RetailWire’s 4Q07 Retail Stock Portfolio Challenge: Final Results
By Rick Moss
In reviewing our first Retail Stock Portfolio Challenge results, one might conclude that predicting losers is a lot easier than winners in the world of retail. And yet, short-selling isn’t as easy as it might appear. Had David Livingston tried that tactic with Nordstrom – down over 30 percent for the quarter – his victory would have been even more dramatic. Even so, congrats are in order for Mr. Livingston who deftly counted on Sears and Winn-Dixie to be profitable disappointments and, with nearly a five-point total yield, looked impressive enough next to a 14-plus percent drop in S&P’s Retail Index during the quarter.
For Mark Lilien, a portfolio anchored by a couple of stalwart neighbors to the north and south – Sears Canada and Wal-Mart de Mexico – looked initially like a solid, conservative strategy, but those two retailers took a sharp nosedive in the final weeks. (Good buys now, perhaps.)
George Whalin…what can we say? You had the distinction of choosing the best performing company for the quarter – J. Crew; up over 16 percent – and the worst two – Nordstrom and Kohl’s. Clearly, timing is everything. Standard and Poors is currently giving Nordstrom a positive 4 STAR (out of 5) buy rating.
But let’s hear what our contestants had to say. Did they learn anything from the experience?
Livingston, Principal, DJL Research
Usually the only way to win a competition like this is to take a risky strategy. Simply picking good companies and hoping they report good news will generally only produce modest results at best.
I was hoping to score big on Sears Holding and Winn-Dixie by shorting their stocks. Jim Cramer recommended Sears only because he used to drink beer with Eddie Lampert and thought somehow, magically, the chairman would pull something off. But one thing all of us in retail knew was that, as far as sales go, Kmart and Sears are duds and only bad news would be coming out in the near future.
I figured the hype on Winn-Dixie would wear off soon and the false façade of a rebound would come to light. And it has. Kroger is doing great and reporting good numbers. Unfortunately for me, it did not reflect in the stock price. Going long on Kroger is probably a good long-term strategy but way too conservative for a short-term contest – my mistake. A&P is near even as I write this. I shorted A&P hoping they would really mess up the Pathmark deal. They didn’t, but luckily they didn’t go up too much either. If I had it to do over again, I still would have shorted them.
Lilien, Consultant, Retail Technology Group
2007 Q4 was awful for retailing stocks. The S&P 500 declined four percent, but the Consumer Discretionary sector (which includes retailers) declined 10.5 percent. The only sector that performed worse: Financials, down 15 percent, due to the subprime crisis.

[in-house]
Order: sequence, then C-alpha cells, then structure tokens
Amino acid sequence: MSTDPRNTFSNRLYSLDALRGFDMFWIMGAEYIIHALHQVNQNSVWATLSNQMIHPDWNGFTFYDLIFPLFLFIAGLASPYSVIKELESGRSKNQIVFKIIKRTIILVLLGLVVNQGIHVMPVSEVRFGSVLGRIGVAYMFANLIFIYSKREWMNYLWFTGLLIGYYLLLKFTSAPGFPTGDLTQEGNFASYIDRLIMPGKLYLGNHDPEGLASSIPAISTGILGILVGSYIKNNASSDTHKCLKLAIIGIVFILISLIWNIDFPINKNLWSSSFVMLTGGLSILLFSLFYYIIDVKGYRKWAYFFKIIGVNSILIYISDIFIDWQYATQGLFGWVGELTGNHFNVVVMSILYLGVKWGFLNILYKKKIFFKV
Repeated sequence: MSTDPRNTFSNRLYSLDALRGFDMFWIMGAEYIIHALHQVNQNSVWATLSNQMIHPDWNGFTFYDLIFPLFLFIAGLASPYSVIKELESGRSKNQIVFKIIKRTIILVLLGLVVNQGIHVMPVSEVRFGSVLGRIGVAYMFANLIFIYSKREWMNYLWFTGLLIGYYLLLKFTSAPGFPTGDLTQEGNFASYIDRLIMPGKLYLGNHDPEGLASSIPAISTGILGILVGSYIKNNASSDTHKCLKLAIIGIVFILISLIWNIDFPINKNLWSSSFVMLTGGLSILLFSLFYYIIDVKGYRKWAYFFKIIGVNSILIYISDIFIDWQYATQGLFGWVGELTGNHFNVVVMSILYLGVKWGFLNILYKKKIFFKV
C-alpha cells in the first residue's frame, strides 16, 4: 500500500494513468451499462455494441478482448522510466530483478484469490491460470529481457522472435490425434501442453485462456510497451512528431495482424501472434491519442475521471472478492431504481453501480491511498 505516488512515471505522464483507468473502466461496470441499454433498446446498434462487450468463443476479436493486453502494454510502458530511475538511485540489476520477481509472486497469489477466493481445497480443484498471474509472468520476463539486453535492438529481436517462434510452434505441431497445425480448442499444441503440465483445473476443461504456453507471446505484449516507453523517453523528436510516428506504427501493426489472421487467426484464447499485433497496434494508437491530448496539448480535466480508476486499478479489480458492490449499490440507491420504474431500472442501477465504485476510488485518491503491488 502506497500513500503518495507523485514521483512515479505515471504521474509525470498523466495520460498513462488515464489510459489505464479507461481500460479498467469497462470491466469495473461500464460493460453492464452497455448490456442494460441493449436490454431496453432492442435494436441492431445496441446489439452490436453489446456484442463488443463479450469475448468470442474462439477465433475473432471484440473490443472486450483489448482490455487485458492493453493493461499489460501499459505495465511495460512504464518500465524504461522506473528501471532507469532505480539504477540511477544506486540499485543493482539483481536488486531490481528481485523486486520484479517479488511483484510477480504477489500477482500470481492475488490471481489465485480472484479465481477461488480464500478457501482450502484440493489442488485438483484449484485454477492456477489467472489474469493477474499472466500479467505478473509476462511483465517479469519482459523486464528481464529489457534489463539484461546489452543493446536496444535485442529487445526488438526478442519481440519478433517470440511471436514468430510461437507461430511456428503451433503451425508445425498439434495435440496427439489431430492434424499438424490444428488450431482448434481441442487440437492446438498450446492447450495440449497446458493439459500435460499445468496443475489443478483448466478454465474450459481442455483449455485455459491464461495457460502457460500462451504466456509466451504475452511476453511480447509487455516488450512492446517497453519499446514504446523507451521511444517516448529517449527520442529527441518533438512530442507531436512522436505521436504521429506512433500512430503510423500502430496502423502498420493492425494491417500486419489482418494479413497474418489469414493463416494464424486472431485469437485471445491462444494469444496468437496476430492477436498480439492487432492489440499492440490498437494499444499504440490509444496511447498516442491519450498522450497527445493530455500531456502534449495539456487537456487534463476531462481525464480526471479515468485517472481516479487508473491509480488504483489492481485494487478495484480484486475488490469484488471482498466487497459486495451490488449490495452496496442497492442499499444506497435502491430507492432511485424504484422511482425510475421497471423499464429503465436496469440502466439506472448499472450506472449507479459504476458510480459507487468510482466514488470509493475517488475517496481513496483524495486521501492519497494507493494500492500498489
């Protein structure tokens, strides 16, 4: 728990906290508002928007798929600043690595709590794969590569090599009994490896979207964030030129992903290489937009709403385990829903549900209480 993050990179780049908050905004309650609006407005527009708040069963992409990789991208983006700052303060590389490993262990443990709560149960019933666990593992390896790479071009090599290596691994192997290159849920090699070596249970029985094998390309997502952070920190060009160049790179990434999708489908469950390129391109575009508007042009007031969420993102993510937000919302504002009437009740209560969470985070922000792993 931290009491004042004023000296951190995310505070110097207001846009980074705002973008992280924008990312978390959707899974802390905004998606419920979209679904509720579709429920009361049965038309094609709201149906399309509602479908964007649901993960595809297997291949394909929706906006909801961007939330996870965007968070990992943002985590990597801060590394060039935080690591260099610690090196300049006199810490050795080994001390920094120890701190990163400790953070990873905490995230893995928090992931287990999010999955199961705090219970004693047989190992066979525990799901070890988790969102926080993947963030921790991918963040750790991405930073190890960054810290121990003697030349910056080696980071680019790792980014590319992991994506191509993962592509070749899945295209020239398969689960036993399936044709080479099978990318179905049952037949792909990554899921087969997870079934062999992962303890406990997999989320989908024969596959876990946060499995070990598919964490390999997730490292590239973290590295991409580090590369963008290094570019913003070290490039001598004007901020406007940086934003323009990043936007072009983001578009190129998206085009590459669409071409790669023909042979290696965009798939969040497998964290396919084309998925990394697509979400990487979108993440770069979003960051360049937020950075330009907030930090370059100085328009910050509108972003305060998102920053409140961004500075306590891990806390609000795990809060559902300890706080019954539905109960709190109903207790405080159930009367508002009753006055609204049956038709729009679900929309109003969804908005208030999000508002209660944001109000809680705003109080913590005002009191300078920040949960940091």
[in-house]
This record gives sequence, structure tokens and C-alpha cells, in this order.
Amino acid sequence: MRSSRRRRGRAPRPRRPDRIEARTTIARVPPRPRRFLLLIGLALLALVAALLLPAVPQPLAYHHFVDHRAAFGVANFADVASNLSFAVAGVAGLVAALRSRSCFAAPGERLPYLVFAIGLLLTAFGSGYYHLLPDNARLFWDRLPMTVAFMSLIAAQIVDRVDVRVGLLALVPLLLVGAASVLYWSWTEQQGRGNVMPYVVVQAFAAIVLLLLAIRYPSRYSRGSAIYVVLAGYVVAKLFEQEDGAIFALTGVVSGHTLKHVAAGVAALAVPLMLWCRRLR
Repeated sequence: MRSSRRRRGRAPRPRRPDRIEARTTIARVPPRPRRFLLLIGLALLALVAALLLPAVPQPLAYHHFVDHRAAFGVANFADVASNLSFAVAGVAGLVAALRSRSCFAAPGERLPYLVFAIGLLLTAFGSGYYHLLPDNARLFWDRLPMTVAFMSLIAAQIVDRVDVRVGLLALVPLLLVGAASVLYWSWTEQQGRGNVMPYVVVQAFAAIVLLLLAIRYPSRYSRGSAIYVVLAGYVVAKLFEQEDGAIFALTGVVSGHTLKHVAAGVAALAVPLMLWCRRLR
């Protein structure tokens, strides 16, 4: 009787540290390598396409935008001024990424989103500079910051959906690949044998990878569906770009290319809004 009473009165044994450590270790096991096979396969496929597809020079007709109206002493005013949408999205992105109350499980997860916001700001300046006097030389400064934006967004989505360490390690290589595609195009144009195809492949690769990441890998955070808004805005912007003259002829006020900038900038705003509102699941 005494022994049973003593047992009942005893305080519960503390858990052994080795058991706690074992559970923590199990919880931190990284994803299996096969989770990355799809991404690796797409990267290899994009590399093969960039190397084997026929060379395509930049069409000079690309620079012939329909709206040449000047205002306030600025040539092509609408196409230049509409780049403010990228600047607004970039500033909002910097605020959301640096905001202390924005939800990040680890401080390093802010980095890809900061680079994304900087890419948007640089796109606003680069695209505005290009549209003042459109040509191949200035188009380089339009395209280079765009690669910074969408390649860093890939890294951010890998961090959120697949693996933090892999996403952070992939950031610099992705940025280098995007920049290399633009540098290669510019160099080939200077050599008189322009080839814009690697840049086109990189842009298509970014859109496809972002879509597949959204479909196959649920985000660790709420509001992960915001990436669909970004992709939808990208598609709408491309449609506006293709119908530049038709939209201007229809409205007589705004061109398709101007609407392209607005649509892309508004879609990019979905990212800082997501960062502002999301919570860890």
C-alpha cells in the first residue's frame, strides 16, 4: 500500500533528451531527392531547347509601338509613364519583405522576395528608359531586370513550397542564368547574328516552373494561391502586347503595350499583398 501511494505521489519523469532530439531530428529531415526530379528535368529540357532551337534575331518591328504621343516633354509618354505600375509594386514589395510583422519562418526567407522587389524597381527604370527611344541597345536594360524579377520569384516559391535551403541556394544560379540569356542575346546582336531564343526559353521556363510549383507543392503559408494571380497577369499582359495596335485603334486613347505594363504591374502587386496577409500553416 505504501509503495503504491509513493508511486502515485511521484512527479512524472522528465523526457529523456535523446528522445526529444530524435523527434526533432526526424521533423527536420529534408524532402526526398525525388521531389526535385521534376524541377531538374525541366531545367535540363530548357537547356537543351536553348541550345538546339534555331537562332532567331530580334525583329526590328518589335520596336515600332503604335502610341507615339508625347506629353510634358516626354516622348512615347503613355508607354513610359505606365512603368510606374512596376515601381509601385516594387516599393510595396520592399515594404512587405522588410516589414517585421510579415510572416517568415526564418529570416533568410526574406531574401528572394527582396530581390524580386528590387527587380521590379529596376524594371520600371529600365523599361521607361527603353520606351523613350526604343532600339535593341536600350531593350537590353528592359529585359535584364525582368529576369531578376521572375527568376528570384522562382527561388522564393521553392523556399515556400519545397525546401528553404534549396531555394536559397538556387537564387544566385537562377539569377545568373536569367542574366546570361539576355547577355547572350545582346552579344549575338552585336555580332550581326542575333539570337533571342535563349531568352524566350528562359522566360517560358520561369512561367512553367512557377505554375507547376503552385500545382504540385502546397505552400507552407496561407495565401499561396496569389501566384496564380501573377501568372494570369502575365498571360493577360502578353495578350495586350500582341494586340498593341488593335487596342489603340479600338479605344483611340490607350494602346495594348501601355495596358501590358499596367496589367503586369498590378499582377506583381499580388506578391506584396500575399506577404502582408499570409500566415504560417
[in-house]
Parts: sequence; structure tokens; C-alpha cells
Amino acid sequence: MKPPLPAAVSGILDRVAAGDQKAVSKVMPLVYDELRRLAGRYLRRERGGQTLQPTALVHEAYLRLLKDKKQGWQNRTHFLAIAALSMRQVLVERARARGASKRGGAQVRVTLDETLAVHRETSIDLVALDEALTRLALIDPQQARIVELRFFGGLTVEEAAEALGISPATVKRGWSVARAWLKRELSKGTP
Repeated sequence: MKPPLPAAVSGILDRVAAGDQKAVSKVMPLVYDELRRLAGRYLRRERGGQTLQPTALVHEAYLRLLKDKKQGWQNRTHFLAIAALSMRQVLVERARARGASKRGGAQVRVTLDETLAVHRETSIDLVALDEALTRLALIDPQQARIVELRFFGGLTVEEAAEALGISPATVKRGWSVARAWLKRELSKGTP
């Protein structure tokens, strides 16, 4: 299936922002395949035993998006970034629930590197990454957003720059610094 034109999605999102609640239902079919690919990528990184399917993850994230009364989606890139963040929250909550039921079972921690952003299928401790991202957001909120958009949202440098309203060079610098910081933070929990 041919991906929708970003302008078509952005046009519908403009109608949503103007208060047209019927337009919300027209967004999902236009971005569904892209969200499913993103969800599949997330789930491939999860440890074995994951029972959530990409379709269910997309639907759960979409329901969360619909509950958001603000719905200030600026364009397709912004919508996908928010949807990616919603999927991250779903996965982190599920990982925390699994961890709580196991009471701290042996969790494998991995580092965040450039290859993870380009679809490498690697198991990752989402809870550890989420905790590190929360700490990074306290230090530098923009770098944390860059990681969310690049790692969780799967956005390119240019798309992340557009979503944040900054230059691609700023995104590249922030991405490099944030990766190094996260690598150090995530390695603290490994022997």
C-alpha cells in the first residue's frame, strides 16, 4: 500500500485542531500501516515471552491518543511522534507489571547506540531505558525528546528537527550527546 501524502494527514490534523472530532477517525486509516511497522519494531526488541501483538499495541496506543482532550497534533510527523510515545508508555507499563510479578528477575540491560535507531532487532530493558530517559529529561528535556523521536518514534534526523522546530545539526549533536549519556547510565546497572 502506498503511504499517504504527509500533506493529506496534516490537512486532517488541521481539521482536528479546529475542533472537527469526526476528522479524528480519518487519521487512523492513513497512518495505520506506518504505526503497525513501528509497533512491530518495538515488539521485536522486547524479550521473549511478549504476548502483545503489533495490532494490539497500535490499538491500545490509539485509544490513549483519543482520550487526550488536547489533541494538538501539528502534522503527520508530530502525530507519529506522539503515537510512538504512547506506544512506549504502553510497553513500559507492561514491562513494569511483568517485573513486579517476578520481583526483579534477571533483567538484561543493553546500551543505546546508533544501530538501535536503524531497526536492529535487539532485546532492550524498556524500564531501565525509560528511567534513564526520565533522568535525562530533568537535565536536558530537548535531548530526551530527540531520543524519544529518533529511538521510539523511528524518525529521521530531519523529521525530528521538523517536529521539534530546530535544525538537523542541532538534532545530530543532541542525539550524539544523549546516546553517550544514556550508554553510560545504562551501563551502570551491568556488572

All three contestants beat the S&P Consumer Discretionary Index, but the only profitable strategy was David Livingston’s shorts. Only two of nine U.S. stocks rose, and none of the foreign stocks. Biggest decliners amongst our picks: Nordstrom, Kohl’s, Sears (U.S.), and eBay. The only two gainers: A&P and J. Crew. Was there a theme?
Whalin, President & CEO, Retail Management Consultants
First, I would like to report that I won’t be giving up my consulting business and becoming a stock picker any time in the near future.
While nine of the 12 stocks that were picked by the three of us decreased in value during the period, it will be interesting to see what happens when these companies report their results for December. The lesson here could very well be that stock values don’t necessarily reflect the short-term sales results that retailers produce.
Holiday 2007 may go down as one of the most unusual we’ve seen in many years. Consumer volatility and media that embraced the idea retailers were desperate all seemed to fuel what at first appeared to be a very down year.
When sales in stores for the last week of December and first weeks of
January are coupled with online sales and the entire shopping season we may find it wasn’t so bad after all.
Discussion Questions: Do you see any correlation between the performance of the stocks in the contestants’ portfolios and the results of the Holiday ’07 season? Looking forward to 1Q08, do you see any interesting indicators for the stocks in the portfolios?